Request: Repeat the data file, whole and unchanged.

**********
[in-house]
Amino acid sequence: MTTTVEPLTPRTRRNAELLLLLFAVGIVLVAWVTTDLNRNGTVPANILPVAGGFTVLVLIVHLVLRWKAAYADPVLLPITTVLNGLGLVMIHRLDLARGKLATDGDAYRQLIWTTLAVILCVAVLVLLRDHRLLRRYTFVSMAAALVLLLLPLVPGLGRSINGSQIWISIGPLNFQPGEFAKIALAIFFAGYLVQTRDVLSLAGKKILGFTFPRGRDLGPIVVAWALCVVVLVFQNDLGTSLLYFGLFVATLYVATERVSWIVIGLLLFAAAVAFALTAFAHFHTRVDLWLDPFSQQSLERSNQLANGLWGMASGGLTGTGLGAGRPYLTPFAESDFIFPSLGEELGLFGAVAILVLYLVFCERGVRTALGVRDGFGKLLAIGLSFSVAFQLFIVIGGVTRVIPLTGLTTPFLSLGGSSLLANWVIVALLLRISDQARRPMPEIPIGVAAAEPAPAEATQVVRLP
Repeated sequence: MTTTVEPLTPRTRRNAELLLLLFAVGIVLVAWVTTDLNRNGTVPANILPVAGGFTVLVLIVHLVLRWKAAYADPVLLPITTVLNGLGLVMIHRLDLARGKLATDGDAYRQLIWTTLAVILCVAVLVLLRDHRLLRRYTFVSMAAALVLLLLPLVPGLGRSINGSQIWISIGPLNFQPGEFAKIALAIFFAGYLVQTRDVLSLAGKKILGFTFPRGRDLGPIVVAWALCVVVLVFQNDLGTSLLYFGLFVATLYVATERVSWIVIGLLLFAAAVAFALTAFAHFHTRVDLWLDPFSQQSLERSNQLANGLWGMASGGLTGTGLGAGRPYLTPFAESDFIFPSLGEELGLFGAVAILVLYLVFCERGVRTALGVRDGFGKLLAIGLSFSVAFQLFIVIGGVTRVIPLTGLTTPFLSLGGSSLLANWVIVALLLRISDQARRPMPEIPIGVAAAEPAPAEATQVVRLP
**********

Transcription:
[in-house]
Amino acid sequence: MTTTVEPLTPRTRRNAELLLLLFAVGIVLVAWVTTDLNRNGTVPANILPVAGGFTVLVLIVHLVLRWKAAYADPVLLPITTVLNGLGLVMIHRLDLARGKLATDGDAYRQLIWTTLAVILCVAVLVLLRDHRLLRRYTFVSMAAALVLLLLPLVPGLGRSINGSQIWISIGPLNFQPGEFAKIALAIFFAGYLVQTRDVLSLAGKKILGFTFPRGRDLGPIVVAWALCVVVLVFQNDLGTSLLYFGLFVATLYVATERVSWIVIGLLLFAAAVAFALTAFAHFHTRVDLWLDPFSQQSLERSNQLANGLWGMASGGLTGTGLGAGRPYLTPFAESDFIFPSLGEELGLFGAVAILVLYLVFCERGVRTALGVRDGFGKLLAIGLSFSVAFQLFIVIGGVTRVIPLTGLTTPFLSLGGSSLLANWVIVALLLRISDQARRPMPEIPIGVAAAEPAPAEATQVVRLP
Repeated sequence: MTTTVEPLTPRTRRNAELLLLLFAVGIVLVAWVTTDLNRNGTVPANILPVAGGFTVLVLIVHLVLRWKAAYADPVLLPITTVLNGLGLVMIHRLDLARGKLATDGDAYRQLIWTTLAVILCVAVLVLLRDHRLLRRYTFVSMAAALVLLLLPLVPGLGRSINGSQIWISIGPLNFQPGEFAKIALAIFFAGYLVQTRDVLSLAGKKILGFTFPRGRDLGPIVVAWALCVVVLVFQNDLGTSLLYFGLFVATLYVATERVSWIVIGLLLFAAAVAFALTAFAHFHTRVDLWLDPFSQQSLERSNQLANGLWGMASGGLTGTGLGAGRPYLTPFAESDFIFPSLGEELGLFGAVAILVLYLVFCERGVRTALGVRDGFGKLLAIGLSFSVAFQLFIVIGGVTRVIPLTGLTTPFLSLGGSSLLANWVIVALLLRISDQARRPMPEIPIGVAAAEPAPAEATQVVRLP